I will give one example of a disappointing premise. Near the end of the work, Payne declares that "[The religion of Deism] must have been the first, and will probably be the last, that man believes." By Deism, Payne means the belief in a single god, whose only manifestation to human beings is the world in which we live: no scripture, no apparitions, no communion, or so on. It certainly sounds reasonable to state that this type of religion "must have been the first" that man believed, but the point is very debatable. Personally, I doubt it, and I doubt it because of the excellent and precise survey of religions published by James Fraser in The Golden Bough, which establishes that all humans throughout evolution have tended to supernatural beliefs before settling on the natural. Besides which, Fraser found that humans more naturally believed in a multiplicity of anthropomorphic gods than in a single superhuman entity. Isn't it easier to think that "people like us" are causing thunderstorms than in thinking that simple physical principles guide the particles that produce all phenomena we experience?

Whatever the truth, I find Payne's failure to treat certain such obvious questions as a weakness considering the argument he put forth.

Nevertheless, there is a good deal of the edifying in here. For example, and for this I am truly grateful, this is the first time I have ever seen anyone clearly question and examine what the Bible really is. Never before have I heard anyone trace the claims about the Bible to their logical sources. Payne defines the boundary we have if we want to consider the Bible logically. Besides which, he is the first I've ever read to show that "revelation", that is, the communication of god to man, is entirely unremarkable, because as soon as it is written down, or spoken out loud, it becomes hearsay.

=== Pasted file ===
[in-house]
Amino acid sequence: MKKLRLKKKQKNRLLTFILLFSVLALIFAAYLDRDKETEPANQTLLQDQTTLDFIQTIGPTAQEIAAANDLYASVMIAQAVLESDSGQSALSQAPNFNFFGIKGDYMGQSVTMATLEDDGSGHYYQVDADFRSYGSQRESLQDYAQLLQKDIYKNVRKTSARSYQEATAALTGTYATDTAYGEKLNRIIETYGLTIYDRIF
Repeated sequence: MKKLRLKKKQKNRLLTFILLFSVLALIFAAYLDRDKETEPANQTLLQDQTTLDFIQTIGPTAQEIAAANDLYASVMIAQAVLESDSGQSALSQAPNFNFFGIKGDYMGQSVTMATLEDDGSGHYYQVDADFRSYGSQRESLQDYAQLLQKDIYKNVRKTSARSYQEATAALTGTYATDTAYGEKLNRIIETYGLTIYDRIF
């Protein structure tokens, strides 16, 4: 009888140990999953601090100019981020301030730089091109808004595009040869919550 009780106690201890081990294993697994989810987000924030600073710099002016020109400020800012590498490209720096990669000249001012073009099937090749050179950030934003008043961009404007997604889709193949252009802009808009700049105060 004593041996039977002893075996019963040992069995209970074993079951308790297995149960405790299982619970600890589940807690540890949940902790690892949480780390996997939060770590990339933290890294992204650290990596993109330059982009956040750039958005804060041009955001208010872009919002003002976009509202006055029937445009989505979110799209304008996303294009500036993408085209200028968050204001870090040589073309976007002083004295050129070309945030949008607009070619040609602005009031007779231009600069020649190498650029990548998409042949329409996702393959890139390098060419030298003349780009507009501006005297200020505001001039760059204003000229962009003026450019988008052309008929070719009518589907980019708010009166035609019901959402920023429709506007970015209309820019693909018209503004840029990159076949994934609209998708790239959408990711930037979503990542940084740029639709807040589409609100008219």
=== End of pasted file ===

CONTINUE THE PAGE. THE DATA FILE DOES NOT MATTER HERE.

Needless to say, the argument bodes poorly for the Bible. I am very curious how the churches have responded to these observations.

So in the end, I like this text for the very basic, fundamental questions it poses, questions so fundamental that I'm ashamed not to have thought of them. I also like the fun literary exercise that it goes through of undermining the Bible's authority by using only the Bible text. On that note, I think my recommendation is pretty obvious: don't read, unless you're into secular Bible theory.

Saturday, February 11, 2006

Interpretation of Dreams

Interpretation of Dreams, Freud, tr. James Strachey

This is good. I read it very slowly over a year, and I started to pay more attention to my dreams because of it.

As a scientific work, it's pretty rigorous. Although there are numerous parts where I felt that Freud was not addressing some obvious objections, most of his theory is a hundred times more solid than people seem to give him credit for. I get the feeling that people generally expect Freud's dream theory to explain up front the content of any possible dream. But it's not that: instead, he meticulously examines what the limits of our knowledge of dream, given of course that we can never record them nor ever really be sure what anyone actually dreamt. He establishes the limits of what we can know, and then without trespassing these limits he argues his hypothesis.